Oct 02 2009

Recycle, Reduce, Re-use for Web Design

I remember a catchy little jingle in the 90’s that went a little something like this… “Recycle, Reduce, Re-use… and close the loop”.  It was targeted towards making the earth a better place to live, and since the web is where many people spend their time on this beautiful planet, I see no reason why it can’t make websites a better place as well.


  • Some sites require quite a few icons, and luckily there are plenty of designers nice enough to give out theirs.  Just because they are giving you their icons doesn’t mean you have to use them as is.  Have some fun with them and make them your own.
  • Your first designs aren’t always loved by the client.  When you take another shot at it, don’t save over your first version.  It’s not uncommon to revisit those ideas and designs to use on a different project in an altered form.
  • Any given web 2.0 button is usually somewhat similar to the next.  There’s nothing wrong with that, so feel free to drag over those layer styles from a previous psd and just tweak it a bit.



  • Your photoshop files can get pretty hefty if you keep duplicating the same document and start adding on designs for the next page.  Once a design has been approved, make a template psd file that has elements that you know won’t change and flatten them to spare yourself from having to deal with too many layers and large file sizes.
  • Complex websites can have quite a few options and content on them.  Do your best to minimize those to guide the user or highlight those that are the most important.


    Sliders can hold large amounts of content in a small space. Don't limit them to slideshows, they can explain a complex process as well.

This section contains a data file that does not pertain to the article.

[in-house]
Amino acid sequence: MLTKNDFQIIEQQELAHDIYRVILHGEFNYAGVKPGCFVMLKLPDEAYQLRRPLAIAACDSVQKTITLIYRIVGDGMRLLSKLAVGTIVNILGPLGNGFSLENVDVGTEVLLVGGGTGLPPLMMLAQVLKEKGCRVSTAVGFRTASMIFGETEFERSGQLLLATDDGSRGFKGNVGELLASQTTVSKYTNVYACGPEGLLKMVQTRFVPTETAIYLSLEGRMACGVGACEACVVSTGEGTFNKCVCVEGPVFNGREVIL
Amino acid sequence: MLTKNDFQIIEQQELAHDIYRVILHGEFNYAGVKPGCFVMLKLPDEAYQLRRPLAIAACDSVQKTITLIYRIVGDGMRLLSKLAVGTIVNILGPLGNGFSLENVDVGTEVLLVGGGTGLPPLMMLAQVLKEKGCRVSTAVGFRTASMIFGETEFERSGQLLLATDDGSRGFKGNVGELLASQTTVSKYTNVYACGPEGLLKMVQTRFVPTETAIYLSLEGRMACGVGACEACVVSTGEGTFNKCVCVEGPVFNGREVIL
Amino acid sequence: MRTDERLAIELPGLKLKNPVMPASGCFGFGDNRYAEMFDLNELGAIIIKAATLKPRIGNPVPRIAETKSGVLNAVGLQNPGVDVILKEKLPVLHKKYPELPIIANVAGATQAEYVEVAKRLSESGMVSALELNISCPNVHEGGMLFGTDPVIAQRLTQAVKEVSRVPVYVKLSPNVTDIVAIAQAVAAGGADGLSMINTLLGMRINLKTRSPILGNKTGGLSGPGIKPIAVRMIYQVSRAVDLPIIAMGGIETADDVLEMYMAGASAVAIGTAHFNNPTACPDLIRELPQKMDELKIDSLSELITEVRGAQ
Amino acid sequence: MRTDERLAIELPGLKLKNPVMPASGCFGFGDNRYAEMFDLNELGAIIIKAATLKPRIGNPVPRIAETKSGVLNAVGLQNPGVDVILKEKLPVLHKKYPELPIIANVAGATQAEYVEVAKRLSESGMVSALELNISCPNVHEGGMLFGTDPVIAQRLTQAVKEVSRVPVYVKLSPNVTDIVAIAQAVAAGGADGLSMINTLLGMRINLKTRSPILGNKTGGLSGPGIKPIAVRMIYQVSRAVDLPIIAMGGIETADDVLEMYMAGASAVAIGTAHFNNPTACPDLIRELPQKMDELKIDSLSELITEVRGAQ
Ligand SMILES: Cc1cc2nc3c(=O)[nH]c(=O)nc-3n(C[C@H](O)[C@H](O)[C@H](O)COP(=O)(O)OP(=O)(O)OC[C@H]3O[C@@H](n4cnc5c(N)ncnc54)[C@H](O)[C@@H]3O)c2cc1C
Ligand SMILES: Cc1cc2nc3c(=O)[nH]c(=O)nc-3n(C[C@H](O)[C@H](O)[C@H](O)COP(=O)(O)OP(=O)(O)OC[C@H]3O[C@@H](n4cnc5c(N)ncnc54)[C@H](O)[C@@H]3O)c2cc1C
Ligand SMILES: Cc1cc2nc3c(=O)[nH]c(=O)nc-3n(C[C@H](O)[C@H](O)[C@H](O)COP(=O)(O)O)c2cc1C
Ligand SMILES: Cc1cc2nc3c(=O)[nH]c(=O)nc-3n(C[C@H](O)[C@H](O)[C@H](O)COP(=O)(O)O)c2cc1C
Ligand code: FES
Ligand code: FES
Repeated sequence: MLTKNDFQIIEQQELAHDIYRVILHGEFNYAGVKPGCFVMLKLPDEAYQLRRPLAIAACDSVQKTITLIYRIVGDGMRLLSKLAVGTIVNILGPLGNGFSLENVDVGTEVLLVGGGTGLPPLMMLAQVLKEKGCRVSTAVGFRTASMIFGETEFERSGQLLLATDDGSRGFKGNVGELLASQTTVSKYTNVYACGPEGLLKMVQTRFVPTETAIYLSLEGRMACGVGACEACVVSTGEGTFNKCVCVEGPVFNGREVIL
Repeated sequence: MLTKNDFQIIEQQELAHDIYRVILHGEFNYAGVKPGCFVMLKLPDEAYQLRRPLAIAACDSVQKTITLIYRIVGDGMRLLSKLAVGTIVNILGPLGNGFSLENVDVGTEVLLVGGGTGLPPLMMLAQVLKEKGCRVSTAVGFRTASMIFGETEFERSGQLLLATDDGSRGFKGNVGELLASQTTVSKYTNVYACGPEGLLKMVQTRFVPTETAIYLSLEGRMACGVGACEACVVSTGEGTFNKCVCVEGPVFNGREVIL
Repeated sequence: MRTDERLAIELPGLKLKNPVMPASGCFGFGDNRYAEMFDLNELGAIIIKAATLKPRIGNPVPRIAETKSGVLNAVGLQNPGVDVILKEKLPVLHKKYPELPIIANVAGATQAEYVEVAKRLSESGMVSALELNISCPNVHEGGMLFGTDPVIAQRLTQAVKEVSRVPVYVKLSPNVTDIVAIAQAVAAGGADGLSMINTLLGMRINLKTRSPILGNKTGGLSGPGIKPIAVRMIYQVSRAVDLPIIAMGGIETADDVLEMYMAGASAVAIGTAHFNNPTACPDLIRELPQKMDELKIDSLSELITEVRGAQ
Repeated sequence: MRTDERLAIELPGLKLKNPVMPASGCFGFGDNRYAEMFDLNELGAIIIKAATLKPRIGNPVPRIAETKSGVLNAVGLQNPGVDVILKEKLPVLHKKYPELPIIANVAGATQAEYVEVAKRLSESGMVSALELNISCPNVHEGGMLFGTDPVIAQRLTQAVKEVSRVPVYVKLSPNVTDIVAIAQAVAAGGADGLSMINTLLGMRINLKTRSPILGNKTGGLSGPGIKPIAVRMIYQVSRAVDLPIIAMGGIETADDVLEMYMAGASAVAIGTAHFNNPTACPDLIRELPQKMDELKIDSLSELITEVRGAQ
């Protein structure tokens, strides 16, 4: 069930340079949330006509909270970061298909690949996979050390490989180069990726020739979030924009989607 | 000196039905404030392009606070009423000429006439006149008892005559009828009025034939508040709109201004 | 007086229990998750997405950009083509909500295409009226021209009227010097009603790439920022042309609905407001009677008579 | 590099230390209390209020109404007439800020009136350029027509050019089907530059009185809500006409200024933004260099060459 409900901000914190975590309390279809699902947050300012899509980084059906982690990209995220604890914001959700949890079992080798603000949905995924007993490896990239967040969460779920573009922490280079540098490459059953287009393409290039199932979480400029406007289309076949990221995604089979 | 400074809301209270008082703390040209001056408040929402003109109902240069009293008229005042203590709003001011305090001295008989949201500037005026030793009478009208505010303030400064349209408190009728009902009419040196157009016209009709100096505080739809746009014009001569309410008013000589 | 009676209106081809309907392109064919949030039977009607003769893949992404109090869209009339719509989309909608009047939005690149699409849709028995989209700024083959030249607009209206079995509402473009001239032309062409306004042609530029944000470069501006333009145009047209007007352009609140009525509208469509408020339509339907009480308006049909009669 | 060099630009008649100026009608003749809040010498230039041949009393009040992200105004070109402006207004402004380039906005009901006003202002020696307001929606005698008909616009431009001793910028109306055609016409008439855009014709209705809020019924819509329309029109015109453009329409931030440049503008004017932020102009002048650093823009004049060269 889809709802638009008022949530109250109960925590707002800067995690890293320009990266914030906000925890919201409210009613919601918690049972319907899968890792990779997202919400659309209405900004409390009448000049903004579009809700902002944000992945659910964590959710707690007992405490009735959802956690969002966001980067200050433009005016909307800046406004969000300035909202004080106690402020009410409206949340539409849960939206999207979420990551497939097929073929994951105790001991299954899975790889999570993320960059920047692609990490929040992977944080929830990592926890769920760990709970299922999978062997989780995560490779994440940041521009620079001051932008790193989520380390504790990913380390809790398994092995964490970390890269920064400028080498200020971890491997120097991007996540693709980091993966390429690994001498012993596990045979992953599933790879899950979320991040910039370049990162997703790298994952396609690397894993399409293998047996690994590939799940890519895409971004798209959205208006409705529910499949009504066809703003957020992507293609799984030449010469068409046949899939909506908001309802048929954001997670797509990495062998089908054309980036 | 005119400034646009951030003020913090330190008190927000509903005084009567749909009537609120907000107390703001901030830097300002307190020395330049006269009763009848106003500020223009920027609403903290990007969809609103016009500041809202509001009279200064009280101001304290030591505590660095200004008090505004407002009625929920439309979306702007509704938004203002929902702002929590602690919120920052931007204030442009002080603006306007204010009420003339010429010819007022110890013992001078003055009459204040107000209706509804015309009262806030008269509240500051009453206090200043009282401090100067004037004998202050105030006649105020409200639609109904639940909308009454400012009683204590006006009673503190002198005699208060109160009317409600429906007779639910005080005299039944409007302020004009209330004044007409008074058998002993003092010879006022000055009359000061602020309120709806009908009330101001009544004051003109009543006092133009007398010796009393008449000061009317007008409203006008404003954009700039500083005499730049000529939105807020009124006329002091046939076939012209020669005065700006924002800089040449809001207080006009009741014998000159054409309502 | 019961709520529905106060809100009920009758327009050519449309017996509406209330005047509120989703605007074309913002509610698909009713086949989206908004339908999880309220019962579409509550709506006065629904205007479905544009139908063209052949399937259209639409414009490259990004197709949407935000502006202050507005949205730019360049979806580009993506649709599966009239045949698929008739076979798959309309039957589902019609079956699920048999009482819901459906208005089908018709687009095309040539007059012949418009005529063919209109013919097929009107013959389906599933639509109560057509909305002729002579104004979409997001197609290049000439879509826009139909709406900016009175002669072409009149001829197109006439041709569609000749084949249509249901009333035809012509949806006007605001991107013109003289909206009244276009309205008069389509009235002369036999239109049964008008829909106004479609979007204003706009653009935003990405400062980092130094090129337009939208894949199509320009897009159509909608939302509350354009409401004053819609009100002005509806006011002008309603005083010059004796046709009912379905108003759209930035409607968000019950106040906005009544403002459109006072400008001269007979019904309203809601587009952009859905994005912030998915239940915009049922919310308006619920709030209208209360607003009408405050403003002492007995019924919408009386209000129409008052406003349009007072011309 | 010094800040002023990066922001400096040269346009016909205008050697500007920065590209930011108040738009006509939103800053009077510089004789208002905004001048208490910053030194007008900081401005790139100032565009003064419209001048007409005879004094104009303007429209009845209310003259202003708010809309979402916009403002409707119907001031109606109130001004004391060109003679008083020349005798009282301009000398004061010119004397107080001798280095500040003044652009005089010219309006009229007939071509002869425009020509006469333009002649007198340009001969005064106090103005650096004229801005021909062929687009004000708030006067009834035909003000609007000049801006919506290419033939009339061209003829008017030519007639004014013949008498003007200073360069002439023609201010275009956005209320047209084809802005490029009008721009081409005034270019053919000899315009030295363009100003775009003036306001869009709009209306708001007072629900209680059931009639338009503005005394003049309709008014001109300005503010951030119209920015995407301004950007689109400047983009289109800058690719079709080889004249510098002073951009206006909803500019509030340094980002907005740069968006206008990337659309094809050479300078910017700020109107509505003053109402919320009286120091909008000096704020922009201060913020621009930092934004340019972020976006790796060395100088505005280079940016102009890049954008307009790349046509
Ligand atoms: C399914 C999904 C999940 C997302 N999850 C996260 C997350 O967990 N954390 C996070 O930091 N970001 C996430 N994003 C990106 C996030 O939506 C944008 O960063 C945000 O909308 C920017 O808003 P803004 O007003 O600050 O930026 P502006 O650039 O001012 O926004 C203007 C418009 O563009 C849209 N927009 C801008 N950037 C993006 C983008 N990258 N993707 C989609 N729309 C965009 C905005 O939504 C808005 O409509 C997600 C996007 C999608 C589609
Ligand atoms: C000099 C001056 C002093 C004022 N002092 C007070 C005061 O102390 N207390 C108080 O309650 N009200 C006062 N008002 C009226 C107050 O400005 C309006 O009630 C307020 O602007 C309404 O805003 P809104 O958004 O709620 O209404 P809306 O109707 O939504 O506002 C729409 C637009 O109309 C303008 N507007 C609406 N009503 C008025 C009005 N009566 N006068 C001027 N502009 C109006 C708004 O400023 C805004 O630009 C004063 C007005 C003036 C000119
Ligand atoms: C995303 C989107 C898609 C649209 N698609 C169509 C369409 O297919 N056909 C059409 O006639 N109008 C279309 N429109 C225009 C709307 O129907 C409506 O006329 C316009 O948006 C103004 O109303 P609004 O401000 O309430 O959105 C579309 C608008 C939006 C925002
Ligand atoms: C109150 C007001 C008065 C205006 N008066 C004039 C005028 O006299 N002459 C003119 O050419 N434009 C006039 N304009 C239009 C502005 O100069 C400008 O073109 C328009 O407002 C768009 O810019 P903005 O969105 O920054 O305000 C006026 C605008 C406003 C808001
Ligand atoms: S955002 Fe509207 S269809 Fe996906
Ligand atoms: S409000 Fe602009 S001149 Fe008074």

Content or options don't have to be displayed up front.  Scripps provides rich features in it's menu.

    Content or options don't have to be displayed up front. Scripps provides rich features in it's menu.

  • “Less is more”, yes it’s cliché, but it’s true.  List items don’t always need gradients behind them and images don’t always need a drop shadow.  Whitespace and simplicity are a great way to improve readability.


  • There are plenty of elements in web design that you can re-use.  While it’s fun and sometimes appropriate to do original work for the following list, it isn’t always necessary.  Here are some things worth re-using:
  • There’s no need to re-invent the wheel.  There’s a reason search results, navigation menus, and blogs display their information in a similar way across industries.  Re-use conventions that have been developed in the web.  Users are familiar with how to read these, so make it easier on them and yourself.

There’s a balance involved when following these ideas.  Try not to let any of them stifle your creativity.  Have fun with your designs, but save time and energy when you can.

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1 Response

  1. Oct 03 2009
    Chuck Longanecker

    Great post Rick – there is a great balance in creativity with simplicity.